Highway 101 runs north to south along the Pacific coast. I am not absolutely positive, but I believe the only place that it runs east to west is at its origin in Washington. 

Now I know that riding a motorcycle in the freezing cold is just plain wrong, but please don't ask me to explain Northwest surfing. I just don't get it-wetsuits or not. Question their logic, but definitely not their passion. They love it! Anyway, these blokes were pretty righteous and followed me in their truck through some pretty icy roads. They turned off to surf the coast and I headed south on own. Ian is a good mate, and I hope to meet him somewhere along the route. 

Monday, March 16, 2009

Final Prep

The week before my March 8th departure was the “storm before the calm”. I had just returned from a relaxing weeklong visit with my family in the Midwest, and hit the ground running once back in Seattle with last minute preparations and scheduled good-byes. During the day, I was running around finalizing paperwork, insurances, and buying things that I was sure I wouldn’t be able to live without (but in reality will probably be sending back within two weeks), and in the evenings meeting with friends for dinner or drinks to say our “final” good-byes. I wasn’t sleeping well, and the week got quite emotional for me. For the past two years the days could not go by fast enough, now I was praying for them to please slow down. I have had a comfortable life in Seattle with wonderful people to call my friends, and I was walking away from it all - To be alone, or so it felt.

As short as the days were, I did find time to give a “talk” to a bunch a three and four year old lil’ buggers at the Baker Languages & Learning Center. Impressively, they were learning about maps and had gotten word of my trip, and our non-profit project Write Around the World. I accepted, and showed up promptly before nap time with the bike.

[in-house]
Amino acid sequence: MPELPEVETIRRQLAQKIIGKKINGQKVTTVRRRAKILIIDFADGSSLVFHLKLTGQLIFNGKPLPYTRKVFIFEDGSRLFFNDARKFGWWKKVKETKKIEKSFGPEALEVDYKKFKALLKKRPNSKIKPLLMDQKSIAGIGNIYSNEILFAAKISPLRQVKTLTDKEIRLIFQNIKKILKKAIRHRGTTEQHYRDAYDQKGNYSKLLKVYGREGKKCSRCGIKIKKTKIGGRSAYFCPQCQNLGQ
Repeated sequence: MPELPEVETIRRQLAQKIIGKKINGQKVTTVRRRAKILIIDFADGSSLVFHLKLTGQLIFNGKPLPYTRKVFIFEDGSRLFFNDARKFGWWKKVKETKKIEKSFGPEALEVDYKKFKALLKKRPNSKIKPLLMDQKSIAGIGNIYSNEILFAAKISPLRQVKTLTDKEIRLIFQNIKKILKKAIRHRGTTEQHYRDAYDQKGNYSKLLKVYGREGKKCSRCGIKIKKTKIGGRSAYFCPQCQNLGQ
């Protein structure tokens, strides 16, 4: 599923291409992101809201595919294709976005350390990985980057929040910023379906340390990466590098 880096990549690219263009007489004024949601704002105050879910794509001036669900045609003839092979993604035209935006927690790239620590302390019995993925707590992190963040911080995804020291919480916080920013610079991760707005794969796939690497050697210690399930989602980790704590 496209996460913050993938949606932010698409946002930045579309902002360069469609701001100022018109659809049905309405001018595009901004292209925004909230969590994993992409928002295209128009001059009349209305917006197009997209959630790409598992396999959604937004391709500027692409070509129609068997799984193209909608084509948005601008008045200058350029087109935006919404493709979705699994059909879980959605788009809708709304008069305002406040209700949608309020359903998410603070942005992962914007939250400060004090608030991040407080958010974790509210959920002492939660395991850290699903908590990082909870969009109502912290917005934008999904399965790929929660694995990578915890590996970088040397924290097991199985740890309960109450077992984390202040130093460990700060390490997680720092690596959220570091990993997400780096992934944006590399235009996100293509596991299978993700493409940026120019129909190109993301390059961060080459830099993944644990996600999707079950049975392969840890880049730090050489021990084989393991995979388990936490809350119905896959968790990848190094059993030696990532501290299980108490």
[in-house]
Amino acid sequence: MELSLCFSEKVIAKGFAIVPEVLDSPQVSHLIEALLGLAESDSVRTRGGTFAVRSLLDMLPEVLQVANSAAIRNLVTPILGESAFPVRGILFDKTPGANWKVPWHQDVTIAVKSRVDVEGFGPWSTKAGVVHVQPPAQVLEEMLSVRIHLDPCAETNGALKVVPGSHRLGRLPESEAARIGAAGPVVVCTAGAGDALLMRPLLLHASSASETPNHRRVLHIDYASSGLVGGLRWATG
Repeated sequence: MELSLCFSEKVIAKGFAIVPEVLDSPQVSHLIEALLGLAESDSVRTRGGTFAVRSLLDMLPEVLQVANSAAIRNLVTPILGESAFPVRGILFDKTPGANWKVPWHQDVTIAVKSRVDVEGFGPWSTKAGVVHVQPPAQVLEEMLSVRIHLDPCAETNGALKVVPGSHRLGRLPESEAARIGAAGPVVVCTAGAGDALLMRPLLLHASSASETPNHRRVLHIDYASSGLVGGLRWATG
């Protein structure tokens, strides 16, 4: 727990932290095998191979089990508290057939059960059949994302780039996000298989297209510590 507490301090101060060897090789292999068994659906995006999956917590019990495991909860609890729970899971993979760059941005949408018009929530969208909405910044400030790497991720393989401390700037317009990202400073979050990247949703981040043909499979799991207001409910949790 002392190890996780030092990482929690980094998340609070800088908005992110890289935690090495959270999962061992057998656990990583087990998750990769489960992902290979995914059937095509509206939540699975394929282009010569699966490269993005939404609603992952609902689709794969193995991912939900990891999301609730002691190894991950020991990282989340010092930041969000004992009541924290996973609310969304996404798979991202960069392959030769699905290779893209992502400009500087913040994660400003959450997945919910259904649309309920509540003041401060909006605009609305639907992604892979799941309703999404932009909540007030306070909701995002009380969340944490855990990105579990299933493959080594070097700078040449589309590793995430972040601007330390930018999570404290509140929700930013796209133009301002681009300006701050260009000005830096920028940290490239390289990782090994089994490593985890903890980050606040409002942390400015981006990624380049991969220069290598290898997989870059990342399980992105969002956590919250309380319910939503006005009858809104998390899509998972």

I don’t know what they got out of my talk, but I did get some quality advice during the Q and A session: Why put the bike on an airplane to get across the oceans? Why not use a submarine? And, the motorcycle is nice, but it would be way-cool if I would do the trip in a cement truck. Both excellent points.

Going Public

December was when everything came together. For me anyway, the rest of the world seemed to be spiral ling out of control with more momentum each day.  The office space sold and I was able to announce my plans to patients and colleagues – I was going public!  This also meant that I was entering the “point of no return”, and losing my job.  It was a bittersweet month.

During this whole process, my mind would wander at times, but I always tried to limit my focus to the task at hand, chipping away at my endless checklist.  One thing that caused me a bit of stress was announcing my departure to my patients. I knew some would appreciate what I was trying to do, but I was concerned what the others would think; that I was somehow being selfish, irresponsible, or just a flat out FLAKE! I had built these relationships over the past fifteen years, and it had become my identity as an adult. I had taken on a responsibility when I became their physician, some had been with me during my entire career, and I had planned another 10-15-years of the same – it really mattered to me what they would think

The response could not have been more encouraging and supportive.  I received phone calls, cards, emails, and hugs. I heard from people that I hadn’t seen in years.  It was absolutely wonderful! If I have ever had any reservations about my decision, they were swept away by the overwhelming support that I received from almost everyone. People were genuinely happy for me. It appears that most people have their own “closet adventure”- of selling it all and taking off.  I could finally relax.

My Bike | My Gear

The bike I will be taking a 2002 BMW R1150 GS Adventure with the following modifications:

  • Ohlins suspension to withstand the terrain with a fully loaded bike.
  • Remus exhaust.
  • Hardwired Garmin 60csx
  • GPS unit.
  • Rich’s custom leather seat.
  • Touratech aluminum pannier system.
  • Touratech tank saddlebags
  • Various protective bolt-on items.



  • Rukka All-Road riding suit.
  • Sidi Crossfire boots.
  • Aerostitch electric vest.
  • Arai XD-3 helmet.
  • BMW riding gloves.


The majority of camping gear came through the generous help of Seattle’s Cascade Design.                                    

  • MSR Whisperlite camp stove
  • MSR Hubba-Hubba HP tent
  • Seal Line waterproof duffles (2)
  • Seal Line Computer Sleeve
  • Seal Line Storm Sacks (various sizes)
  • Thermarest Prolite mattress
  • ..... and more

The crew at Seattle’s ExOfficio generously outfitted me with some of their tried-and-true expedition gear: convertible pants and shirts treated with insect repellent and sun guard.